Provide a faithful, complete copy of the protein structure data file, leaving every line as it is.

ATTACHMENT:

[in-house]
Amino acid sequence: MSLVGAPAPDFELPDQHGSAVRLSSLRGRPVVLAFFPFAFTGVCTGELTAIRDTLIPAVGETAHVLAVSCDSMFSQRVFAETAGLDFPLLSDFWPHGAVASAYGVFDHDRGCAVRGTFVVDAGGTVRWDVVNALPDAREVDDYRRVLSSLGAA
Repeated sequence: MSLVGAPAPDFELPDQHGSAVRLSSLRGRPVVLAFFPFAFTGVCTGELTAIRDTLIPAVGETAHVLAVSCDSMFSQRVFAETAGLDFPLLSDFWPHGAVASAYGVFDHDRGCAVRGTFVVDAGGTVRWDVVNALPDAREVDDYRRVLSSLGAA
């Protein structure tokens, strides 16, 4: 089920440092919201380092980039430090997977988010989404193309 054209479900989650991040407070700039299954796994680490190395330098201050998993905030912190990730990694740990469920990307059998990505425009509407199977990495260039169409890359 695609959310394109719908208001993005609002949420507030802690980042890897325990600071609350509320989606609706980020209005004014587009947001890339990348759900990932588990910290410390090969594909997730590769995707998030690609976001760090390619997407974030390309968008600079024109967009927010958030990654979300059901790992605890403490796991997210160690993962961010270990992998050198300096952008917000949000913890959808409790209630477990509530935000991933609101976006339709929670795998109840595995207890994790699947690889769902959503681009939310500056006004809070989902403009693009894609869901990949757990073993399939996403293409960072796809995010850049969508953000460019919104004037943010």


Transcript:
[in-house]
Amino acid sequence: MSLVGAPAPDFELPDQHGSAVRLSSLRGRPVVLAFFPFAFTGVCTGELTAIRDTLIPAVGETAHVLAVSCDSMFSQRVFAETAGLDFPLLSDFWPHGAVASAYGVFDHDRGCAVRGTFVVDAGGTVRWDVVNALPDAREVDDYRRVLSSLGAA
Repeated sequence: MSLVGAPAPDFELPDQHGSAVRLSSLRGRPVVLAFFPFAFTGVCTGELTAIRDTLIPAVGETAHVLAVSCDSMFSQRVFAETAGLDFPLLSDFWPHGAVASAYGVFDHDRGCAVRGTFVVDAGGTVRWDVVNALPDAREVDDYRRVLSSLGAA
């Protein structure tokens, strides 16, 4: 089920440092919201380092980039430090997977988010989404193309 054209479900989650991040407070700039299954796994680490190395330098201050998993905030912190990730990694740990469920990307059998990505425009509407199977990495260039169409890359 695609959310394109719908208001993005609002949420507030802690980042890897325990600071609350509320989606609706980020209005004014587009947001890339990348759900990932588990910290410390090969594909997730590769995707998030690609976001760090390619997407974030390309968008600079024109967009927010958030990654979300059901790992605890403490796991997210160690993962961010270990992998050198300096952008917000949000913890959808409790209630477990509530935000991933609101976006339709929670795998109840595995207890994790699947690889769902959503681009939310500056006004809070989902403009693009894609869901990949757990073993399939996403293409960072796809995010850049969508953000460019919104004037943010």